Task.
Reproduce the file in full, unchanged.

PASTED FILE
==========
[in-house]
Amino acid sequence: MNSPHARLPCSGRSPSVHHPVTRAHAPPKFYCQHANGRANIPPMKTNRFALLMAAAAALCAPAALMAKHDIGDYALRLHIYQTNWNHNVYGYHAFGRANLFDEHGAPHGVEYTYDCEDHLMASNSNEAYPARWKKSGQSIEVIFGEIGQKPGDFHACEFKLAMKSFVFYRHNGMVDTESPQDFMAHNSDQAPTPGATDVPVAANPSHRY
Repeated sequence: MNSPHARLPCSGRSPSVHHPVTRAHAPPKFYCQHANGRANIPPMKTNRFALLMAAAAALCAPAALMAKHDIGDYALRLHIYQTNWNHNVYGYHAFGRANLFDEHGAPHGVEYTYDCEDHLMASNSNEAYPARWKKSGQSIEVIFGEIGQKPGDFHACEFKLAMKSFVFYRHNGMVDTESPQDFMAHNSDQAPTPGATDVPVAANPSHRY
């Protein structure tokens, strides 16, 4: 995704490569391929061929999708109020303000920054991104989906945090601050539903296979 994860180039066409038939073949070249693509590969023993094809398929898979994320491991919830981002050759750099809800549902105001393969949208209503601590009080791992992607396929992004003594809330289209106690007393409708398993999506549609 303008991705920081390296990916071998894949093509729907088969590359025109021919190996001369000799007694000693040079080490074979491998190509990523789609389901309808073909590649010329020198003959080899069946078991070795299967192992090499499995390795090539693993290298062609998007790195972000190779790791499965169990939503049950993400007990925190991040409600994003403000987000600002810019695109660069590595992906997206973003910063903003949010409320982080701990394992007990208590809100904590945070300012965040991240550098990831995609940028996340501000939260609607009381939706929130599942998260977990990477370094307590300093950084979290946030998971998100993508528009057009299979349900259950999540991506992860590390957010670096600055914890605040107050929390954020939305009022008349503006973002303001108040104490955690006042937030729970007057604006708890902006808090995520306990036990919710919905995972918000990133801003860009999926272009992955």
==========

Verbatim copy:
[in-house]
Amino acid sequence: MNSPHARLPCSGRSPSVHHPVTRAHAPPKFYCQHANGRANIPPMKTNRFALLMAAAAALCAPAALMAKHDIGDYALRLHIYQTNWNHNVYGYHAFGRANLFDEHGAPHGVEYTYDCEDHLMASNSNEAYPARWKKSGQSIEVIFGEIGQKPGDFHACEFKLAMKSFVFYRHNGMVDTESPQDFMAHNSDQAPTPGATDVPVAANPSHRY
Repeated sequence: MNSPHARLPCSGRSPSVHHPVTRAHAPPKFYCQHANGRANIPPMKTNRFALLMAAAAALCAPAALMAKHDIGDYALRLHIYQTNWNHNVYGYHAFGRANLFDEHGAPHGVEYTYDCEDHLMASNSNEAYPARWKKSGQSIEVIFGEIGQKPGDFHACEFKLAMKSFVFYRHNGMVDTESPQDFMAHNSDQAPTPGATDVPVAANPSHRY
């Protein structure tokens, strides 16, 4: 995704490569391929061929999708109020303000920054991104989906945090601050539903296979 994860180039066409038939073949070249693509590969023993094809398929898979994320491991919830981002050759750099809800549902105001393969949208209503601590009080791992992607396929992004003594809330289209106690007393409708398993999506549609 303008991705920081390296990916071998894949093509729907088969590359025109021919190996001369000799007694000693040079080490074979491998190509990523789609389901309808073909590649010329020198003959080899069946078991070795299967192992090499499995390795090539693993290298062609998007790195972000190779790791499965169990939503049950993400007990925190991040409600994003403000987000600002810019695109660069590595992906997206973003910063903003949010409320982080701990394992007990208590809100904590945070300012965040991240550098990831995609940028996340501000939260609607009381939706929130599942998260977990990477370094307590300093950084979290946030998971998100993508528009057009299979349900259950999540991506992860590390957010670096600055914890605040107050929390954020939305009022008349503006973002303001108040104490955690006042937030729970007057604006708890902006808090995520306990036990919710919905995972918000990133801003860009999926272009992955």